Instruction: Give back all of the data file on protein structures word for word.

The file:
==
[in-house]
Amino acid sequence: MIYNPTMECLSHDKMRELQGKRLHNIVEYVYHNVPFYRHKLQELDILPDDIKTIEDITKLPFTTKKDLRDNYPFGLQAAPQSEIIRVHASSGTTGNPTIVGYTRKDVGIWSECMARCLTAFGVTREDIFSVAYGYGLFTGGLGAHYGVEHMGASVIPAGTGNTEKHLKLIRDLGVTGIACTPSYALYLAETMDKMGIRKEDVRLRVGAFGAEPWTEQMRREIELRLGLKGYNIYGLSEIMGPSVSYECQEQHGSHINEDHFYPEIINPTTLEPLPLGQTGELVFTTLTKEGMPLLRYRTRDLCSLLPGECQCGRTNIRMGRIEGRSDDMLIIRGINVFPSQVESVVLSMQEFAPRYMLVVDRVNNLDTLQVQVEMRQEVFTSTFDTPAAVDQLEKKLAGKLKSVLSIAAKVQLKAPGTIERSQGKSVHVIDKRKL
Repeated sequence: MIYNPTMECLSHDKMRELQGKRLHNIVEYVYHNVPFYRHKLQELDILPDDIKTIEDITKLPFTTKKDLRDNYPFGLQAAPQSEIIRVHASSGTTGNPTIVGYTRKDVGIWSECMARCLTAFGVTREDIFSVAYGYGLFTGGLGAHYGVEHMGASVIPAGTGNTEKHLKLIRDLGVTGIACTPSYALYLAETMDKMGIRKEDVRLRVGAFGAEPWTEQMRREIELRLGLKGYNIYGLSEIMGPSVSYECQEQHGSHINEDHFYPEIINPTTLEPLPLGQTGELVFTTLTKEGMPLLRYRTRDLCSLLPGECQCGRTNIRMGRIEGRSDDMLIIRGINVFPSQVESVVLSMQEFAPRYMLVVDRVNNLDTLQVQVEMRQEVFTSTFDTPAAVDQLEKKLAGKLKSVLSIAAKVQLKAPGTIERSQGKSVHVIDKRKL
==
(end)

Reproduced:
[in-house]
Amino acid sequence: MIYNPTMECLSHDKMRELQGKRLHNIVEYVYHNVPFYRHKLQELDILPDDIKTIEDITKLPFTTKKDLRDNYPFGLQAAPQSEIIRVHASSGTTGNPTIVGYTRKDVGIWSECMARCLTAFGVTREDIFSVAYGYGLFTGGLGAHYGVEHMGASVIPAGTGNTEKHLKLIRDLGVTGIACTPSYALYLAETMDKMGIRKEDVRLRVGAFGAEPWTEQMRREIELRLGLKGYNIYGLSEIMGPSVSYECQEQHGSHINEDHFYPEIINPTTLEPLPLGQTGELVFTTLTKEGMPLLRYRTRDLCSLLPGECQCGRTNIRMGRIEGRSDDMLIIRGINVFPSQVESVVLSMQEFAPRYMLVVDRVNNLDTLQVQVEMRQEVFTSTFDTPAAVDQLEKKLAGKLKSVLSIAAKVQLKAPGTIERSQGKSVHVIDKRKL
Repeated sequence: MIYNPTMECLSHDKMRELQGKRLHNIVEYVYHNVPFYRHKLQELDILPDDIKTIEDITKLPFTTKKDLRDNYPFGLQAAPQSEIIRVHASSGTTGNPTIVGYTRKDVGIWSECMARCLTAFGVTREDIFSVAYGYGLFTGGLGAHYGVEHMGASVIPAGTGNTEKHLKLIRDLGVTGIACTPSYALYLAETMDKMGIRKEDVRLRVGAFGAEPWTEQMRREIELRLGLKGYNIYGLSEIMGPSVSYECQEQHGSHINEDHFYPEIINPTTLEPLPLGQTGELVFTTLTKEGMPLLRYRTRDLCSLLPGECQCGRTNIRMGRIEGRSDDMLIIRGINVFPSQVESVVLSMQEFAPRYMLVVDRVNNLDTLQVQVEMRQEVFTSTFDTPAAVDQLEKKLAGKLKSVLSIAAKVQLKAPGTIERSQGKSVHVIDKRKL